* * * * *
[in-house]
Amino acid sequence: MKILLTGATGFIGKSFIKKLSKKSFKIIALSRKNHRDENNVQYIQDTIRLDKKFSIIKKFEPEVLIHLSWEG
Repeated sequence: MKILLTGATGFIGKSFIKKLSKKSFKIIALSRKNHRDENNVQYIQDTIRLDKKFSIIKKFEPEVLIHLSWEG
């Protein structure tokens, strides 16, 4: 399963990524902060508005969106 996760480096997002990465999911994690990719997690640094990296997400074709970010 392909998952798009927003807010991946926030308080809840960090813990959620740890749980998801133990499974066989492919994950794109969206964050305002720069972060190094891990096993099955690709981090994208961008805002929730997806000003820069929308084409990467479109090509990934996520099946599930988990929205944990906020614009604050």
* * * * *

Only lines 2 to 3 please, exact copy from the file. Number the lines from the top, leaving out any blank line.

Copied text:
Amino acid sequence: MKILLTGATGFIGKSFIKKLSKKSFKIIALSRKNHRDENNVQYIQDTIRLDKKFSIIKKFEPEVLIHLSWEG
Repeated sequence: MKILLTGATGFIGKSFIKKLSKKSFKIIALSRKNHRDENNVQYIQDTIRLDKKFSIIKKFEPEVLIHLSWEG